Gouda goodness. Rolls off the tongue nicely doesn’t it? And Gouda cheese does a pretty fabulous job of making your taste buds happy, too.

Cheese producers in the Netherlands began making the big, beautiful and wax-coated wheels in the sixth century and haven’t stopped since—according to The Food Lover’s Companion by Sharon and Ron Herbst, Gouda makes up 60 to 65 percent of the country’s cheese production. But Gouda isn’t strictly a Dutch product it’s produced authentically throughout Europe and even by families in the states.

The taste of Gouda takes many forms, from the rich, almost nutty aged varieties to the mellow and soft younger cheeses. A tinge of sweetness is typical and the uses are endless. We suggest serving slices of a younger version atop sandwiches, and trying a smoked Gouda in creamy mac and cheese or savory sun-dried tomato muffins for depth and full-bodied flavor.

Add-in options for these savoury muffins

These Cheese Muffins are absolutely terrific as is, and it’s how I make them most of the time.

Having said that though, it’s a sensational base for all sorts of add ins. Imagine the possibilities! I’ve used sun dried tomatoes, olives and feta in the photo below. Try mushrooms, spinach, zucchini (grated and excess liquid squeezed out), BACON, ham, chorizo, even cooked chicken. You could really turn these savoury muffins into a mini meal!

I’ve added some more suggestions in the recipe notes – basically, just add 1 1/4 to 1 1/2 cups of whatever add ins you want.

Give me any combination of cheese, garlic, butter and bread, and it’s all over. It’s almost worrying that I have not one, but FIVE versions of garlic bread in various forms on this blog:

Garlic Bread. (Skip the artisan bread. Gotta use cheap French stick!)

Now if you’ll excuse me, I need to grab one of these Cheese Muffins while they’re still warm. One of the most torturous photo shoots I’ve done in a while! – Nagi x



- a traditional mountain cheese from the Valle d'Aosta in Piemonte. Full-fat and semi-soft with a sweetish flavor, fontina melts evenly and so is particularly good for cooking.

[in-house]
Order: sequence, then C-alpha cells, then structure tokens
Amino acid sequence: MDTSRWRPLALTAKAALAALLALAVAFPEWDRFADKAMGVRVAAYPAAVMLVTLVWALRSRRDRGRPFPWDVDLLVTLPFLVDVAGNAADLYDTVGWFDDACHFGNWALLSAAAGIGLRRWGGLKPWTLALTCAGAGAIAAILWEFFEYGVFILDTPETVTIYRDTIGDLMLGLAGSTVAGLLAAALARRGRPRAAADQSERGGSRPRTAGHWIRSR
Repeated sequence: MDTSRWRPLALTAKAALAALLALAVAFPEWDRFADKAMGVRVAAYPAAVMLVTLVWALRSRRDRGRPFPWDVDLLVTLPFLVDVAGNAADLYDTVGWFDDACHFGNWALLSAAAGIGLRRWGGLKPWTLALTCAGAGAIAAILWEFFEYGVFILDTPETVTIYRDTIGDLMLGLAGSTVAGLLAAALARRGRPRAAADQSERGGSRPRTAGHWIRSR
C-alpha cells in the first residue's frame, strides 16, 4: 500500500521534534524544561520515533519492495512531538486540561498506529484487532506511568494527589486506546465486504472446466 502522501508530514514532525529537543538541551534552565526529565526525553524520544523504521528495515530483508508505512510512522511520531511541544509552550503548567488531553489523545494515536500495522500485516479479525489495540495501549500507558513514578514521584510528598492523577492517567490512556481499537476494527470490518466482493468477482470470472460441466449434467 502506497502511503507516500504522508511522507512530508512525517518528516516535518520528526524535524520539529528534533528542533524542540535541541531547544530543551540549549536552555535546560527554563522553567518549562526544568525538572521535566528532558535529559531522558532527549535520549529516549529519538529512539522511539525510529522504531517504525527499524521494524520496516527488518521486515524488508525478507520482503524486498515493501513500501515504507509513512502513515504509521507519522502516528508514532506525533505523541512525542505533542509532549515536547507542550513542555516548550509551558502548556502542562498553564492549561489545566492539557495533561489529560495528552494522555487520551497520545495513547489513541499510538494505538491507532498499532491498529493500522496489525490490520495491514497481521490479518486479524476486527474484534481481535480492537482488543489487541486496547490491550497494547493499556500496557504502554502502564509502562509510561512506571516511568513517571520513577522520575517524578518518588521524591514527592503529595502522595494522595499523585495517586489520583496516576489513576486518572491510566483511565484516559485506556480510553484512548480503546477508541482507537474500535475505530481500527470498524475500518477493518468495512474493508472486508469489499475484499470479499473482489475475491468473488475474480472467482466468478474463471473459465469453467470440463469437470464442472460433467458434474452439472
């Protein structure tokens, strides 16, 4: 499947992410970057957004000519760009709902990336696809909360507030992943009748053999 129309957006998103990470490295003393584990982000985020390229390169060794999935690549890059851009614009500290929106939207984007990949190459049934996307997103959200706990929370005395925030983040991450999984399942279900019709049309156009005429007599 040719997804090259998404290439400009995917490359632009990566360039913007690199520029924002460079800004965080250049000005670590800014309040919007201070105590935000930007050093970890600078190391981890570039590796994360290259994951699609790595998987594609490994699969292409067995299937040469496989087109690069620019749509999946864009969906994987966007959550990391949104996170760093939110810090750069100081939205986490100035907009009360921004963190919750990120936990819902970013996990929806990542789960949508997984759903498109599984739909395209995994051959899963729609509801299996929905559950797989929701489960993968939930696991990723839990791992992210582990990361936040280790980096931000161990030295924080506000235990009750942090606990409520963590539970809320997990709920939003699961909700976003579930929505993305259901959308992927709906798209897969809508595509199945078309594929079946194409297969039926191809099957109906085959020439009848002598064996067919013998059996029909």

- a blue cheese, originally made in Gorgonzola in Lombardia but now produced in other regions as well. It melts well and is often used in sauces. If not available, use another blue cheese.

- a cream cheese originally from Lombardia. Made with cream rather than milk, it is very high in fat. mascarpone is generally used in desserts such as tiramisu or instead of cream in sau ces. Widely available, it is usually sold in tubs.

- one of Italy's most popular cheeses, virtually every region produces a version. Made from sheep's milk and always by the same method, although the results varies according to the milk and aging process. Pecorino Romano is a well-known hard variety from Lazio and Sardinia.

- curd cheese made from cow's milk. The curds are spun and worked into large pear- or tube-shaped cheeses, then immersed in brine and bound with string. Available fresh or matured and eaten as a table cheese or used in cooking.

- meaning "recooked". It is a soft cheese made by recooking the whey left over from making other cheeses and draining it in baskets. It is produced as a by-product of many different types of cheese and varies in fat content. Hard, salted versions are available and there is also a ricotta made from buffalo milk. Fresh ricotta cut from a wheel has a better texture and flavor than that sold in tubs.

- a mountain cheese originally from the Italian Alps near Bergamo, but now also made in other regions. Taleggio is a very good table and cooking cheese and should be eaten young - its flavor becomes more acidic with age. It is made in squares and has a pink-yellow crust and creamy center.